Amy Marcy Cheney Beach (September 5, 1867 – December 27, 1944) was an American composer and pianist. She was the first successful American female composer, and is also known as the first female composer to have her symphony performed by a major orchestra. Additionally, Amy Beach was the first classical U.S. composer to achieve success without the aid of European study.
Amy lived in a time where women musicians fell into one of two categories: amateur (playing within the home only) and professional (performing in public and paid to do so). Professional women musicians typically had parents who were musicians and performers. Respectable upper-class and middle-class women musicians didn’t perform in public because of the American doctrine of domestic feminism. Women were taught that marriage, home and family were their only domains.
Amy’s mother Clara was a singer and pianist, and had a sister, Emma, that displayed similar talents. Musical skill was clearly present in Amy’s family. At age one, young Amy could already sing 40 songs. She further exhibited her prodigious skills by teaching herself to read at age 3, and writing three waltzes for piano by the age of 4. At the time, highly talented musical students were often sent to Europe for further musical training to pursue a career in music. Amy’s parents did not support the pursuit of European study and for quite some time, Amy was instructed solely by her mother.
At age 9, Amy began studying piano with German-trained Ernst Perabo, who was regarded as one of Boston’s finest pianists and instructors. Perabo taught both privately and at the New England Conservatory. Perabo believed that “the development of the mind requires slow growth, assisted by the warm sun of affection, and guided by conservative teachers with honest and ideal conceptions who understand how to so load its precious cargo, that it may not shift during life’s tempestuous vicissitudes.”
– “Amy Beach, Passionate Victorian: the Life and Work of an American Composer, 1867-1944.” Amy Beach, Passionate Victorian: the Life and Work of an American Composer, 1867-1944, by Adrienne Fried. Block, Oxford University Press, 2000, pp. 23–23.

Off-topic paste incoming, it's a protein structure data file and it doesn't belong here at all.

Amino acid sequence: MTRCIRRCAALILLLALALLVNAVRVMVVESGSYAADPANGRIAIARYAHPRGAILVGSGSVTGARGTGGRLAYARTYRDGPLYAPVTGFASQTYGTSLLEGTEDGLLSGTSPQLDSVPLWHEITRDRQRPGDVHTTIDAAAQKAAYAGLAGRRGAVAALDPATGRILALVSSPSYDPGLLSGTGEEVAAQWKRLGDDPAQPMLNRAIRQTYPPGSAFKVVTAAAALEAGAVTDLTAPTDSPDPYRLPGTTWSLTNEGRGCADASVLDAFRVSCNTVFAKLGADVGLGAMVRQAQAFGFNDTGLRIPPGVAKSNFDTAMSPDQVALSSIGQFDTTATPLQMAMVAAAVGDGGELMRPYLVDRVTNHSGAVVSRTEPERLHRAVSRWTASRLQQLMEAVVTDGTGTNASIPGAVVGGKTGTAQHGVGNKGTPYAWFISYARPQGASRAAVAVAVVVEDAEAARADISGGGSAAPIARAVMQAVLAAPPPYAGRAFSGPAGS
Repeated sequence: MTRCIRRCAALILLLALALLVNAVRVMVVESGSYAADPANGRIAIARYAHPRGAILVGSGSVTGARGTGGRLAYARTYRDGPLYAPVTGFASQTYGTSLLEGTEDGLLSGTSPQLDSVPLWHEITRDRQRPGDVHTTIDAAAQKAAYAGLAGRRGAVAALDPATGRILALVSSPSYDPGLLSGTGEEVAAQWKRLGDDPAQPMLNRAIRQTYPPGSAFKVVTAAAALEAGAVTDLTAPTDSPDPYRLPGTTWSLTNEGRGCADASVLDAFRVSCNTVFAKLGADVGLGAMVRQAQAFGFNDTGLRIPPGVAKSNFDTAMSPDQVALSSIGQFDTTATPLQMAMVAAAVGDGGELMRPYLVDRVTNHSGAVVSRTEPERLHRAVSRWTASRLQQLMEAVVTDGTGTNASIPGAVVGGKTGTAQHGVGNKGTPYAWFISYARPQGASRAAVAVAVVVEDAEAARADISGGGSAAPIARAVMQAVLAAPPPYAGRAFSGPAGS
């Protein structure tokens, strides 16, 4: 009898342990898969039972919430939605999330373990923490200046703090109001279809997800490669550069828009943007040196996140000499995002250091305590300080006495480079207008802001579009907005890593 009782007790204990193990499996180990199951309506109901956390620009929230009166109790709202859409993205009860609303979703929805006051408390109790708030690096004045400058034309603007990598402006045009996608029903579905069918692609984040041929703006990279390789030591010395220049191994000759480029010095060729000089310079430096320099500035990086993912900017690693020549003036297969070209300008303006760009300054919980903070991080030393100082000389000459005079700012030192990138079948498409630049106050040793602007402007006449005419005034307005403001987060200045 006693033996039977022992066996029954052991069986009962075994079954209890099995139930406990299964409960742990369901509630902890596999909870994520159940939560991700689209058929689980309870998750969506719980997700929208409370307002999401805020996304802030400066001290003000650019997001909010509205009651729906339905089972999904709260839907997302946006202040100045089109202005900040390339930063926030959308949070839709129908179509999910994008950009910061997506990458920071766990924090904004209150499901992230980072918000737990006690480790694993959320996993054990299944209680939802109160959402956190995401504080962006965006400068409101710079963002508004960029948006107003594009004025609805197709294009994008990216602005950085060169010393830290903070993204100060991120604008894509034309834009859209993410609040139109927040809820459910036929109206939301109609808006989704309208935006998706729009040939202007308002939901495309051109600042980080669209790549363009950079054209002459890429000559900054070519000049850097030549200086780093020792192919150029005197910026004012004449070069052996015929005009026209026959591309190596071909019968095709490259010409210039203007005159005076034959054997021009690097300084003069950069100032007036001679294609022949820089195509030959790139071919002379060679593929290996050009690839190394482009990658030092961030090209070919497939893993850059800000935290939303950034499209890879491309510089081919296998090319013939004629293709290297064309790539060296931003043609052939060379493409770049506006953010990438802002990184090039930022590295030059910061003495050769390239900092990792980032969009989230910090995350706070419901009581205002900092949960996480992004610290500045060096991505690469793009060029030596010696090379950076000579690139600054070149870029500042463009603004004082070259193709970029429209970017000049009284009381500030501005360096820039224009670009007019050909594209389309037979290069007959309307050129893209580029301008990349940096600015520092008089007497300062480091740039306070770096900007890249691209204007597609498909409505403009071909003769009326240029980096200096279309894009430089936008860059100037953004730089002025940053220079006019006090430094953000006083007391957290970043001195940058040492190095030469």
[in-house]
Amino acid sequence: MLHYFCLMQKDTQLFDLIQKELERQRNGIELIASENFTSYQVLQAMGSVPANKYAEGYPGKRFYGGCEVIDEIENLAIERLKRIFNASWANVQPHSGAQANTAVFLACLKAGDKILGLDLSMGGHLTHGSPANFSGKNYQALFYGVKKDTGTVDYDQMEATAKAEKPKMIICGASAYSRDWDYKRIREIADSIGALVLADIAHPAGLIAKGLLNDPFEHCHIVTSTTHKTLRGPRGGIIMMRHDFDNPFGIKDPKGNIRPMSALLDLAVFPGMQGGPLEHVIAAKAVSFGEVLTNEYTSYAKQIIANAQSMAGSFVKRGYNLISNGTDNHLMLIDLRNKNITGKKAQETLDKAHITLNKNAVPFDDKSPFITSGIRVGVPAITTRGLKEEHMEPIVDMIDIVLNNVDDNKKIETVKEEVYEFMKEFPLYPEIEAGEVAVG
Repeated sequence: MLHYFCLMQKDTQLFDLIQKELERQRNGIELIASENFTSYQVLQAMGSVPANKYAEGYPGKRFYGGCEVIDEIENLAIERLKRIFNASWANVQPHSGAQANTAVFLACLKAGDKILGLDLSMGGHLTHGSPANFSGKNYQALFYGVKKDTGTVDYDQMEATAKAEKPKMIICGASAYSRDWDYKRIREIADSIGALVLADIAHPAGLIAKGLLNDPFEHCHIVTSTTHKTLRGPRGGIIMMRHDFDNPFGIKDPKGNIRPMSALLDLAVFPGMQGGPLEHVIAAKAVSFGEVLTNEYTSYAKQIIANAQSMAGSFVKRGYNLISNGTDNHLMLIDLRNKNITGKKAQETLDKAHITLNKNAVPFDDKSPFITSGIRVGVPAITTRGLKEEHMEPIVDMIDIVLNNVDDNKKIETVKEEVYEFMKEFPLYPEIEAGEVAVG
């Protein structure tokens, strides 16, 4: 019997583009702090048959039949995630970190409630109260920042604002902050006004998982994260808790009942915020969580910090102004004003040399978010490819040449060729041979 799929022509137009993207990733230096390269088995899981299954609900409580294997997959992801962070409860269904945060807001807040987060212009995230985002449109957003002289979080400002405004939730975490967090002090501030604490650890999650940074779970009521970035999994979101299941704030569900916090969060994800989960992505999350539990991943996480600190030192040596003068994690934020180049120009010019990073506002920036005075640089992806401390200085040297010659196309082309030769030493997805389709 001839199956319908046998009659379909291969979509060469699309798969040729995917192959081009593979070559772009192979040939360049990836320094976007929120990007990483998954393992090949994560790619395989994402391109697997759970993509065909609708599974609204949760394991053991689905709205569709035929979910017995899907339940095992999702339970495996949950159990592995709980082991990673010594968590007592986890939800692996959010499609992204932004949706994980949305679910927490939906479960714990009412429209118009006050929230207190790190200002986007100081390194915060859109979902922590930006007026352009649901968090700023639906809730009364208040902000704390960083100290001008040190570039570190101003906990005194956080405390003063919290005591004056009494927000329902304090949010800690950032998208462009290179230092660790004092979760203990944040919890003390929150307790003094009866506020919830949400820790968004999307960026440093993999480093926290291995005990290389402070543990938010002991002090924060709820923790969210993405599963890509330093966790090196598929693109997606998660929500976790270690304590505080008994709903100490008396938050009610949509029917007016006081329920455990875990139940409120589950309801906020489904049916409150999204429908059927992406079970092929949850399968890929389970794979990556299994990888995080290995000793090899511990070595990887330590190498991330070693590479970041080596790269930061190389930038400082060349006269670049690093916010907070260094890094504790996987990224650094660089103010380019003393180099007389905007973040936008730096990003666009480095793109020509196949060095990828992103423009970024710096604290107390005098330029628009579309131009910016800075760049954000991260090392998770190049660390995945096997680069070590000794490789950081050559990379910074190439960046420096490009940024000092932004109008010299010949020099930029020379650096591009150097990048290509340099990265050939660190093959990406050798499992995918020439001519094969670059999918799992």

At age 16 (in 1883), Amy debuted at a “Promenade Concert” in Boston’s Music Hall, playing Chopin’s Rondo in E-flat and was piano soloist in Moscheles’s Piano concerto No. 3 in G minor. She was enthusiastically received.
Amy was married in 1885 at the young age of 18 to Boston surgeon Dr. Henry Harris Aubrey Beach. Henry was 24 years older than Amy. Dr. Beach required his wife stop her public performance. In conformity with his wishes, she stopped performing except for one performance yearly whose proceeds were donated to charity and focused only on composition. Amy Cheney Beach agreed “to live according to his status, that is, function as a society matron and patron of the arts,” and to never teach piano.
Early Amy Beach songs
op. 1. Four Songs (1887)
Self study in composition
As mentioned previously, Amy’s husband, Dr. Henry Beach, forbade her to perform. While she focused on composition, he did not want her taking formal instruction. From wikipedia.org:
Her self-guided education in composition was also necessitated by Dr. Beach, who disapproved of his wife studying with a tutor. Restrictions like these were typical for middle- and upper-class women of the time: as it was explained to a European counterpart, Fanny Mendelssohn, “Music will perhaps become his [Fanny’s brother Felix Mendelssohn‘s] profession, while for you it can and must be only an ornament.”
Amy Cheney Beach’s compositions blazed new territory for women in the Victorian Era. The Mass in E♭, Op. 5, was her first acclaimed success. A 75-minute work for chorus, quartet, organ, and orchestra, it was performed in 1892 by the Handel and Haydn Society orchestra. The orchestra had never, since its inception, performed a work by a woman. In 1896, her Gaelic Symphony was performed by the Boston Symphony Orchestra. The Gaelic Symphony was the first symphony composed and published by an American woman.
Antonin Dvorak, in 1892, remarked that women in music did not have creative power. From the New York Times:
Here all the ladies play,” Dvorak said. “It is well; it is nice. But I am afraid the ladies cannot help us much. They have not the creative power.”
From our collection, op. 51. Four Songs (1903), as set by Amy Cheney Beach:
Amy Cheney Beach was most well-known for her songs. She wrote about 150 songs over the course of her life and career. Mostly, the words for her songs came from other poets, although she and her husband, H. H. A. Beach, wrote the text for about 5 of her songs. “The Year’s At the Spring” from Three Browning Songs, Op. 44 is perhaps Beach’s best-known work.
From our collection, two texts from op. 44, Three Browning Songs (1900), as set by Amy Cheney Beach:
Widowhood, Europe and a return to performance
Amy’s husband died in 1910. Amy felt unable to work, and decided to travel to Europe. It was at this time that she changed her name to Amy Beach. In late 1912, she resumed performing. In late 1913, Amy Beach’s Gaelic Symphony was also performed in Hamburg and Leipzig. From wikipedia.org:
She was greeted as the first American woman “able to compose music of a European quality of excellence.”
op. 73. Two Songs (1914), as set by Amy Beach
When Amy Cheney Beach died, she left more than 300 published works. More of her music has been published in recent decades. After her death in 1944, her music was largely forgotten, but has begun to show a resurgence as of the late 20th century.
View our complete collection of Amy Cheney Beach songs at https://www.ipasource.com/composer/b/beach-amy-marcy-1867-1944.html.